Tuesday, March 8, 2011

Libya a Rebel Setback : The New Yorker

In the fitful civil war that has begun in eastern Libya, the rebels suffered their first big setback today at the hands of Muammar Qaddafi’s forces. After seizing the coastal oil towns of Brega and Ras Lanuf—and downing a fighter jet yesterday—the rebels Saturday night believed themselves to be on the road to victory. This morning, they pushed on, attempting to move into Bin Jawad, the next town to the west.

They had entered Bin Jawad Saturday, but had found it empty, and had left it unoccupied. Sunday, however, they encountered serious resistance, and after an all-day battle involving as many retreats—perhaps ten—as advances, they had lost Bin Jawad. By sundown, six men had died in the rearguard hospital at Ras Lanuf, amid scenes of deep emotion, and about seventy were wounded. The doctors, volunteers who had rushed in from Benghazi last night, said that they expected more of them to die. Two reporters—a Frenchman and an American—were shot as well, but only wounded slightly, with leg wounds from bullets.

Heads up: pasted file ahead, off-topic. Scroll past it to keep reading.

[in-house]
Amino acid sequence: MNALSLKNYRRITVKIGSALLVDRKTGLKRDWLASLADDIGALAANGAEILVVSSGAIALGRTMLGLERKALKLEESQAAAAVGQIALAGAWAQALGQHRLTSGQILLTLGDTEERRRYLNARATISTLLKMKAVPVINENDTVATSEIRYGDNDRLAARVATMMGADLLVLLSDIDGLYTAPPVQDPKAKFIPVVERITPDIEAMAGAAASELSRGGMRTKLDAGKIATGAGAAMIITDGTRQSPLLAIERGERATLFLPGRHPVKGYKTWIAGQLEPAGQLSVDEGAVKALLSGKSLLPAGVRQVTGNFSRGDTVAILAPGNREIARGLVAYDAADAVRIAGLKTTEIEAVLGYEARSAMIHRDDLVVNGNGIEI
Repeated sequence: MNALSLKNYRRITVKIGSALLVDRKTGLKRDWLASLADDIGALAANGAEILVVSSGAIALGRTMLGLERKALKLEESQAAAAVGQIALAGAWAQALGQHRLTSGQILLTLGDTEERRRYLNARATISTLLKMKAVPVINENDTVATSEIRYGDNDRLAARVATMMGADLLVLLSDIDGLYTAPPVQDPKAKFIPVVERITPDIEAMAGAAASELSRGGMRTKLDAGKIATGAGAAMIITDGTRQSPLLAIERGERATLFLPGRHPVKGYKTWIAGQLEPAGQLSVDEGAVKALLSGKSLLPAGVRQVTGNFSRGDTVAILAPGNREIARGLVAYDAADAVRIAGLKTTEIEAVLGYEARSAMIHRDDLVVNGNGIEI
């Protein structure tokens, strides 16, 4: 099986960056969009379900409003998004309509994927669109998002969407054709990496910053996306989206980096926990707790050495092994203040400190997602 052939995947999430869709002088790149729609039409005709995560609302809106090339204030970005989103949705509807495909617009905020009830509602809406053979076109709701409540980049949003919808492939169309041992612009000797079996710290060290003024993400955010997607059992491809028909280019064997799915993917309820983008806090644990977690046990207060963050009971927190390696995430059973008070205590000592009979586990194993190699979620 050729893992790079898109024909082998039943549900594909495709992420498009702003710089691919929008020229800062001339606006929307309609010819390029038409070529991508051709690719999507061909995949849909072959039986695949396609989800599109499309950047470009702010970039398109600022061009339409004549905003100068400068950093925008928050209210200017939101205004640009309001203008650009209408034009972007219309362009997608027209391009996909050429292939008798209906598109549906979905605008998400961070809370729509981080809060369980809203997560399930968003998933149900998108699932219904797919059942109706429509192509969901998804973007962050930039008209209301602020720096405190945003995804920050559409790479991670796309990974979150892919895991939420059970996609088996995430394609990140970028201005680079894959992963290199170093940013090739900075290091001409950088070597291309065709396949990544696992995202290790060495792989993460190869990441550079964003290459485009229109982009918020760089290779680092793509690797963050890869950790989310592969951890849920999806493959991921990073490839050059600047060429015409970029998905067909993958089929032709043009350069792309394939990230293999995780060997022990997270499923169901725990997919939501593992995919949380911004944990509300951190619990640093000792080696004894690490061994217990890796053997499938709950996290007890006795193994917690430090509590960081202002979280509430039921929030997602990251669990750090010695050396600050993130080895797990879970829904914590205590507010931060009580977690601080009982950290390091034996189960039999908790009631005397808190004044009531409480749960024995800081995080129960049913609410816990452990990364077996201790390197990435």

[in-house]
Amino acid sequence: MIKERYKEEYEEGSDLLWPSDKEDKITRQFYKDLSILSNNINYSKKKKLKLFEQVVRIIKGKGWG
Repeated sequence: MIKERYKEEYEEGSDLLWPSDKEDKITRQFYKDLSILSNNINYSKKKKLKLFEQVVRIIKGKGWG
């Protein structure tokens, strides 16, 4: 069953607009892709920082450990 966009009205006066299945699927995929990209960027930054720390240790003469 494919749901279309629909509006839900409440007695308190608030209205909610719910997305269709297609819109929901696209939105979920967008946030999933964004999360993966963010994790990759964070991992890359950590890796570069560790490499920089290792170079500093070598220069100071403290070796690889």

For me, and for several colleagues, the morning began with an aerial bombardment at the fighter-crowded crossroads outside Ras Lanuf, where we had spent the night. We were a few hundred yards away when a jet dove, and the bomb hit—a dud, evidently, for there was a great cloud of dirt and dust, but no fireball, and, thankfully, no casualties, so far as we knew. We then advanced in several cars towards Bin Jawad amid a pack of technical vehicles and jeeps and pickups driven at high speeds by the rebel fighters, who goaded one another along with calls of “Allahu Akbar” and victory signs. Five miles from the town, a helicopter appeared in the sky, provoking panic and headlong flight back toward the Ras Lanuf intersection, where the fighters began opening up with their anti-aircraft batteries—there, they pointed, was the helicopter. It had held its distance, however, and flew high and seemed to be hugging the coast, perhaps a mile or two away. It did not fire.

Sounds pretty chaotic.. ripe for a takeover by a more organised force... is the Egyptian Army in a fit state to take advantage?

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